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Comparing FBS, FCS, and the Lower Divisions On-Field in 2014

Jon digs into his old bag of tricks for a look at how the divisions are stacking up against one another where it matters: between the stripes.

Something must be done.
Something must be done.
David Purdy

Every year, I used to do this little exercise toward the end of the year when the computer ranking systems got well-connected enough to matter, but I've let it slide since joining Bring on the Cats full-time. Since we've been discussing such things of late, I figured it would be a good time to dust it off and see where we stand.

What this exercise always used to prove was that the top end of each division of football usually fits somewhere in the top 40 of the division above, while the middle of each division is still usually around the same level as the bottom end of the division above. Let's see how things stack up in 2014. We use the Massey Rating for this comparison, because (a) I trust it more than most and (b) Massey ranks every team in every division, period.

Note: "out of" includes the team under discussion, i.e. there are 128 teams in FBS, so North Dakota State would be 29th out of 129 teams. This is really relevant when we get to the worst team in the NAIA below.


Top team: North Dakota State
Ranking if they were in FBS: 29 (out of 129)

FCS teams in top half of D-I: 19
Median team: Portland State
Ranking if they were in FBS: dead last, barely
Ranking if they were in D-II: 32 (out of 172)

Worst FBS Power 5 team: Wake Forest
FCS teams ranked higher: 20

Worst team in FBS: Eastern Michigan
FCS teams ranked higher: 58

Bottom team: Davidson
Ranking if they were in D-II:157 (out of 172)

Those of you familiar with FCS conference alignments may notice something about the top six teams in FCS, and draw a comparison to the SEC West. The nineteen teams which are in the top half of Division I as a whole, in order: NDSU, Illinois State, Indiana State, Northern Iowa, Youngstown State, South Dakota State, New Hampshire, Coastal Carolina, Villanova, Jacksonville State, Eastern Washington, Richmond, Chattanooga, Southern Illinois, McNeese State, Harvard, Fordham, and Liberty. All but Liberty rank higher than Wake Forest.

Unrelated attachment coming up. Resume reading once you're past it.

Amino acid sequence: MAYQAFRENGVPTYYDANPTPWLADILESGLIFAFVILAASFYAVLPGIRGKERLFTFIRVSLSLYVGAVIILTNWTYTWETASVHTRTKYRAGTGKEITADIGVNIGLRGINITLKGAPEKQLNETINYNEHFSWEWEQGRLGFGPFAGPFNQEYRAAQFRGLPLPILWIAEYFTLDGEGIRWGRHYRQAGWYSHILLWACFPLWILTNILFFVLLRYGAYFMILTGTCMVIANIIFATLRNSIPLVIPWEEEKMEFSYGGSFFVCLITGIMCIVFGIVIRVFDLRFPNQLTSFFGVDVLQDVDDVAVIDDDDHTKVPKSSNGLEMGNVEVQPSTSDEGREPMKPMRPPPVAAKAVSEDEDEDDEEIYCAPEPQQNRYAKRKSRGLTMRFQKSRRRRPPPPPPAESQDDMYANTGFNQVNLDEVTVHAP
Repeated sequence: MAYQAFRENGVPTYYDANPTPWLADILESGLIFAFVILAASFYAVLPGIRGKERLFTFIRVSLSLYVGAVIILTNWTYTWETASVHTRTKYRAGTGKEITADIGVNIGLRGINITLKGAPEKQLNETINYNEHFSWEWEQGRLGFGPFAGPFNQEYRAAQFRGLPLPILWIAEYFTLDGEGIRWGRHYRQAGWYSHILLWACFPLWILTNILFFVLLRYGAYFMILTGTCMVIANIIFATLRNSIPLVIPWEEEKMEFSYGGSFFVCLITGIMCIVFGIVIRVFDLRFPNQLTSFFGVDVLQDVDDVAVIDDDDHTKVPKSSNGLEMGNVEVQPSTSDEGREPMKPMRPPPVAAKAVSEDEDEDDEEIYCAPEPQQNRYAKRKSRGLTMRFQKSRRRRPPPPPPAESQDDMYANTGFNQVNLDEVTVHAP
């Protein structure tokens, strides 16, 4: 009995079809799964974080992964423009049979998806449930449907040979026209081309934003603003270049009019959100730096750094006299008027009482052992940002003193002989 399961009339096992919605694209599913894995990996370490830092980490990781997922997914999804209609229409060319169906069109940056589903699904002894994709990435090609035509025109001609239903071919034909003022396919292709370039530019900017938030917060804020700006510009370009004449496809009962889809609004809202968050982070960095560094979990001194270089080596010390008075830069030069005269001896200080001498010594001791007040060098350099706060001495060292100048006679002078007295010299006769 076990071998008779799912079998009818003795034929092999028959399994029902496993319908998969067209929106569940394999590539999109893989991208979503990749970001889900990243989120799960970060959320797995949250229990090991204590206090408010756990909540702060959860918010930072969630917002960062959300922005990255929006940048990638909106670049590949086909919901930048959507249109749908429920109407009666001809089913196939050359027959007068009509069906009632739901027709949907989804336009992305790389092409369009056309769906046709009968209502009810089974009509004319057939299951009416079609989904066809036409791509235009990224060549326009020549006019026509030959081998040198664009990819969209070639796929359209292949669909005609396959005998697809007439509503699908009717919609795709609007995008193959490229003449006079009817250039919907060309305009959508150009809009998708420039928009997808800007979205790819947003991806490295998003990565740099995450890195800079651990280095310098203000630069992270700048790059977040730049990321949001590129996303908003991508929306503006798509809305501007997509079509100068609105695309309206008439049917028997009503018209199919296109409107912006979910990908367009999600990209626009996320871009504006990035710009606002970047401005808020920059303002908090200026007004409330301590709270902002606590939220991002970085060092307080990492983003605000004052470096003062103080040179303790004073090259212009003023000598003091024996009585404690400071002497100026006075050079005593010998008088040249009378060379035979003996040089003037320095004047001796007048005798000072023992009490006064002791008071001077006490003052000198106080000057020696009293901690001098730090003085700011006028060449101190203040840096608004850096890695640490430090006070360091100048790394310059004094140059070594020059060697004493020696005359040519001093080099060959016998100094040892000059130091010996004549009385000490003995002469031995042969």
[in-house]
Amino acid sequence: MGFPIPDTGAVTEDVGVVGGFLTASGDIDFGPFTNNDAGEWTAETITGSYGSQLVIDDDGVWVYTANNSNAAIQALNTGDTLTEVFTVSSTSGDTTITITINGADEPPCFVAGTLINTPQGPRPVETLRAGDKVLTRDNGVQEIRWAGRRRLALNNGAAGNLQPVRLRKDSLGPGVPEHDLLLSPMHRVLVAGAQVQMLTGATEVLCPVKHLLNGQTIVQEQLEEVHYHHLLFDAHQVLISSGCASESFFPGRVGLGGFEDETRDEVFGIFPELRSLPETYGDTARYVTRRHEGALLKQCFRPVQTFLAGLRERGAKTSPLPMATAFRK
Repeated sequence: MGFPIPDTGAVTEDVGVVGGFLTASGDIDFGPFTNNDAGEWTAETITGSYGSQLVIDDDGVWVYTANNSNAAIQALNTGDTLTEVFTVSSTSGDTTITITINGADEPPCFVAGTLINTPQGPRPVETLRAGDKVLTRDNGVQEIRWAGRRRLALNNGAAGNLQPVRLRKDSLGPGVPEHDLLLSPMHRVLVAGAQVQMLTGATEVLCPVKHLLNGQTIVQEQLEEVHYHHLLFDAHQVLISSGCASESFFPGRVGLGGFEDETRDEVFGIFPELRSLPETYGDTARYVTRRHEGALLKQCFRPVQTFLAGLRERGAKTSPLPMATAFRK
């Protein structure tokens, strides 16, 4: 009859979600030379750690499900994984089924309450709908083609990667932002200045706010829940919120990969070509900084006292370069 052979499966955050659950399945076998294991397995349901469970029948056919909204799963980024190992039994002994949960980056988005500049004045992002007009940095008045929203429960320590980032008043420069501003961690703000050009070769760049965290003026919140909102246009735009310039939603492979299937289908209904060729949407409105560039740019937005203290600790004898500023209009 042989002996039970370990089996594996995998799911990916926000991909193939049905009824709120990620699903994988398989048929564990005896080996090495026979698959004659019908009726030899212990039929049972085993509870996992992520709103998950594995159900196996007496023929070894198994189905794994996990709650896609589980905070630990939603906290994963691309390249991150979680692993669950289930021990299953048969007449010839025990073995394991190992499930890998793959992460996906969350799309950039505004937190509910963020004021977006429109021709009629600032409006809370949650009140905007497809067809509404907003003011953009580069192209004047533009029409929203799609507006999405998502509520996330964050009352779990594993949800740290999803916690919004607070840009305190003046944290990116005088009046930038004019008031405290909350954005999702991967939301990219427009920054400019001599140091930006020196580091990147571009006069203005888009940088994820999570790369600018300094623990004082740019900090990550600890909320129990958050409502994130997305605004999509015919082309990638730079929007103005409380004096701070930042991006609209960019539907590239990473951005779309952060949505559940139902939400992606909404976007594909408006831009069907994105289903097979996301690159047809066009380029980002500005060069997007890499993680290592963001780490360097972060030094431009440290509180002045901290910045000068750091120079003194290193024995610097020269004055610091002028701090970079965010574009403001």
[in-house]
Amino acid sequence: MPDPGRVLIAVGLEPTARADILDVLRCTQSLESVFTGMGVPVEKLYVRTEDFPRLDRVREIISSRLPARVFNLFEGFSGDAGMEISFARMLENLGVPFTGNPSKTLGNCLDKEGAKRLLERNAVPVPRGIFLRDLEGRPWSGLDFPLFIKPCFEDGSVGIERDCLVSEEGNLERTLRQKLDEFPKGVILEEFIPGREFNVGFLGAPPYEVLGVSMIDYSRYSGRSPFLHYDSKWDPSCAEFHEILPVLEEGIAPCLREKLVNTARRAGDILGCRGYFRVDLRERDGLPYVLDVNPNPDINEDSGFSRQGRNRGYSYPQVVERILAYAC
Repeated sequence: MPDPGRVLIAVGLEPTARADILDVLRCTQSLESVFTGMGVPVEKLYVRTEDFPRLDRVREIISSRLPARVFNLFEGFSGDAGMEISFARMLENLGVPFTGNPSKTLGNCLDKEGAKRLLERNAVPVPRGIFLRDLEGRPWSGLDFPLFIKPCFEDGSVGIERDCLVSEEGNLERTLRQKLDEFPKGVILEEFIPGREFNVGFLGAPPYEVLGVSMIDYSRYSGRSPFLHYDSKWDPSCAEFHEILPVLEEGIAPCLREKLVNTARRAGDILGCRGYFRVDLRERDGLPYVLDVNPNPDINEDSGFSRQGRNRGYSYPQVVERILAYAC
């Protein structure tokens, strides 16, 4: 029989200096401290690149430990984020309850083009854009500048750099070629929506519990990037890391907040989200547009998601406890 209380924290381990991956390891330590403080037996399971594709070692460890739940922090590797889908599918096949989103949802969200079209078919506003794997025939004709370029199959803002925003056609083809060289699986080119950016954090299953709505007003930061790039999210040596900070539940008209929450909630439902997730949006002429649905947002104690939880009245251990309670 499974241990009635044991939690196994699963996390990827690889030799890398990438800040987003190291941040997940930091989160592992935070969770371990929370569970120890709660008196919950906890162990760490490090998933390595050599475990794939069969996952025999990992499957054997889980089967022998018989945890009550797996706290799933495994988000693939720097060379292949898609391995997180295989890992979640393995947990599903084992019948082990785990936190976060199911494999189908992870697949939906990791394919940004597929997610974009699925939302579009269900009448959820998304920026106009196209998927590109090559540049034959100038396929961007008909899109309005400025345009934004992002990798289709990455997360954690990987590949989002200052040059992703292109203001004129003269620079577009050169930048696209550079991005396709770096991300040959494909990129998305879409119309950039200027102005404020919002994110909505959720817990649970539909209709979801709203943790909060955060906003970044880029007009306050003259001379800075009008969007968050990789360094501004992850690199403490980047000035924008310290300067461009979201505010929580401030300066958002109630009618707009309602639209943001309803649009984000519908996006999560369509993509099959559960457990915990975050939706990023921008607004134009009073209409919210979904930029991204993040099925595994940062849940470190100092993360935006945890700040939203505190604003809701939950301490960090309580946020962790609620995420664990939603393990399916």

Yeah. Wake Forest would finish in ninth place in the Missouri Valley. Kansas (the second-worst Power 5 team) would finish seventh. Chew on that.

Unlike some previous years, though, North Dakota State is a massive, massive outlier here. Illinois State, the second-ranked team in FCS by Massey, is only the 68th-best team in Division I.

As for Davidson... woof. That's just awful. In fairness, Davidson is a non-scholarship program, as are all its peers in the Pioneer League as well as the Ivies. The worst scholarship program in FCS is Savannah State; they'd be ranked 149 in D-II.


Top team: Minnesota State-Mankato
Ranking if they were in FBS: 92 (out of 129)
Ranking if they were in FCS: 10 (out of 125)

D-II teams in top half of FCS: 31
Median team: Notre Dame (OH)
Ranking if they were in FCS: 104 (out of 125)
NAIA teams ranked higher: 9
D-III teams ranked higher: 16

Bottom team: Cheyney
Ranking if they were in D-III:179 (out of 246)
Ranking if they were in NAIA: 65 (out of 89)

If you combined FCS and D-II, four D-II teams would be in the top 25: MSU-Mankato, Northwest Missouri State, Ferris State, and Delta State. Pittsburg State would be tied with Western Illinois for 26th. The gap between D-II and FCS is narrowing.